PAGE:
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The NHRA rules say that a trunk-mount battery must also have a cutoff switch which disables all electrical. Simply running the + side of the battery through the switch will only do this if no alternator is used (if an alternator is present, the engine will continue to run).

I'm looking for info on how others have wired their switch to meet this requirement.
 

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Ok, i read the article on relocating a battery. Good info. Now what if I(and I do) want to put the starter solenoid in the trunk too? What else would be needed?
I understand that this move makes for a good theft deterrent also.
 

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good for theft deterant and also good for traction, and are you sure that if will keep running. I belivie it would be possible to wire your ignition to the switch so it kills it that way
 

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On 2002-01-31 09:58, DF66Stang wrote:
The NHRA rules say that a trunk-mount battery must also have a cutoff switch which disables all electrical. Simply running the + side of the battery through the switch will only do this if no alternator is used (if an alternator is present, the engine will continue to run).

I'm looking for info on how others have wired their switch to meet this requirement.
It is much easier to hook up if you have a 1 wire alternator. I used this one on my 69 Mustang:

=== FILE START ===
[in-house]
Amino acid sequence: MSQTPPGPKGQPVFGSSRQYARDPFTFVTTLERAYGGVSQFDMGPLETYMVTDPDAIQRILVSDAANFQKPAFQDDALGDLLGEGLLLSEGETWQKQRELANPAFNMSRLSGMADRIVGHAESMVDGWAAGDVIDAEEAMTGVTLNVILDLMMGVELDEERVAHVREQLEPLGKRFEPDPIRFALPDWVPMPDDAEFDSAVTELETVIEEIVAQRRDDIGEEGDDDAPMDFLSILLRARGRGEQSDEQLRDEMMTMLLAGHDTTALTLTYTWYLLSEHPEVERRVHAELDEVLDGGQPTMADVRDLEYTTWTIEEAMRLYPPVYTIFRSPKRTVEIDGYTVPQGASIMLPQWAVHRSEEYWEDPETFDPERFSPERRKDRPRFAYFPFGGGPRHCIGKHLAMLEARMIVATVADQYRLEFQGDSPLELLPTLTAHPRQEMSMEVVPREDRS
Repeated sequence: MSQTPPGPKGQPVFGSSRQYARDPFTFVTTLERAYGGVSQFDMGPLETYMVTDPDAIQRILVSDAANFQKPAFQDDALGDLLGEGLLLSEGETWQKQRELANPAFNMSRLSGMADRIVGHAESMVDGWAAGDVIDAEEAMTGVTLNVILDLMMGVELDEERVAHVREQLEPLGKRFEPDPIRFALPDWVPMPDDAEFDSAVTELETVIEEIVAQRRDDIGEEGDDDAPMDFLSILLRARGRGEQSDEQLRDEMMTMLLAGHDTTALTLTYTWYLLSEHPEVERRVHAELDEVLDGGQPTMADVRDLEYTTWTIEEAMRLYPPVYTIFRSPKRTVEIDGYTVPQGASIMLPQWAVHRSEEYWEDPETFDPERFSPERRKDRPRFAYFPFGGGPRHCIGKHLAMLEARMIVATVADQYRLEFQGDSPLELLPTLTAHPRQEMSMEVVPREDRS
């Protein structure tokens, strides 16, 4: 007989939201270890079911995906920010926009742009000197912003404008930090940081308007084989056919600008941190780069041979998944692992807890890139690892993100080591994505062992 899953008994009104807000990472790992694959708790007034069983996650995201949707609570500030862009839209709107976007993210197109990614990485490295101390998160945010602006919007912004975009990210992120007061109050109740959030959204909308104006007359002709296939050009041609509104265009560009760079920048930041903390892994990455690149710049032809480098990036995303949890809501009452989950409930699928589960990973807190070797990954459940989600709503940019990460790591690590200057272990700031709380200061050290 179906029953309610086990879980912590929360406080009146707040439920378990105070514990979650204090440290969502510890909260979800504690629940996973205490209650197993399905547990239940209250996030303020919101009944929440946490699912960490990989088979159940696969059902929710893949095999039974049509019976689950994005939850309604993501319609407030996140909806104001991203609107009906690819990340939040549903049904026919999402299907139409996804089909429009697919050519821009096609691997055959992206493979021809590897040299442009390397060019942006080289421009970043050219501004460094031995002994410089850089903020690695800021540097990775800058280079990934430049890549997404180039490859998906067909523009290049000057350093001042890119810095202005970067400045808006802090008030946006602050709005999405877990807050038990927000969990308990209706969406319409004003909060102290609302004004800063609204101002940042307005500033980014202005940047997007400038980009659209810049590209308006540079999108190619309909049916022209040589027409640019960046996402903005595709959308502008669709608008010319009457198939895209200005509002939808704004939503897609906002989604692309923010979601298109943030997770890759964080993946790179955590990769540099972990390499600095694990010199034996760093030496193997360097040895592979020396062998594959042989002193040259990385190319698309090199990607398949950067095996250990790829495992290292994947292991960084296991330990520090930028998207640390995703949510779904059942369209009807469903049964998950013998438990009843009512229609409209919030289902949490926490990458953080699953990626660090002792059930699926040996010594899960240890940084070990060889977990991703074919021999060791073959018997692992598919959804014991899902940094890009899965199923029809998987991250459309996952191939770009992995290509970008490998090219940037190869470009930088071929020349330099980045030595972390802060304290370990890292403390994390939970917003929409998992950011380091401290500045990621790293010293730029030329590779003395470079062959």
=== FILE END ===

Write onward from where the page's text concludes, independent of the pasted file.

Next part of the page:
http://www.falconparts.com/One%20Wire%20Alternator.htm
Only costs $30 and works great.

Run the single wire (8 ga) from the alt either to the battery or to the battery sid eof the cutoff switch. With it on that side when you turn the switch it will kill the ignition.

You can put the starter solenoid in the trunk and run a large cable up to just the starter, but you must also extend the rest of the wiring back to the trunk. Or you can just run a another 8 ga wire up to another solenoid in the original location. The one in the original location can be wored the same as stock just minus the wire going to the starter. You also need to use either a fusable link or 50 amp breaker in the wire going back to the front.

Later,

David Cole
 

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This is how I did it. Buy a two circuit cutoff switch. Run your positive battery cable to the battery circuit. Use the other circuit to energize, de-energize a NON self grounding constant duty solenoid (the kind in golf carts).These circuits are independent of each other. I use a one wire alternator. Run the output of the alternator to one side of the constant duty solenoid. Wire the other side to your starter solenoid.(this is where your battery cable is attached.) Run a #14 gauge wire from the cutoff switch to the constant duty solenoid. Run a #14 gauge wire from the cutoff switch to ground. What you are doing is cutting electrical flow from the alternator by removing ground from the constant duty solenoid. When you turn off the cutoff switch, you drop out the constant duty solenoid. This stops alternator electrical flow.
 

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When using an alternator that requires an activation source(outside[12volt])the current will back feed the source wire suppling voltage that will operate the electrical system(to some extent),place a diode inline of the source wire.The diode allows the current to travel only one way,this will stop the voltage back feed problem,and allow the car to be completly shut down at the battery master switch..Livermore Dave.
 
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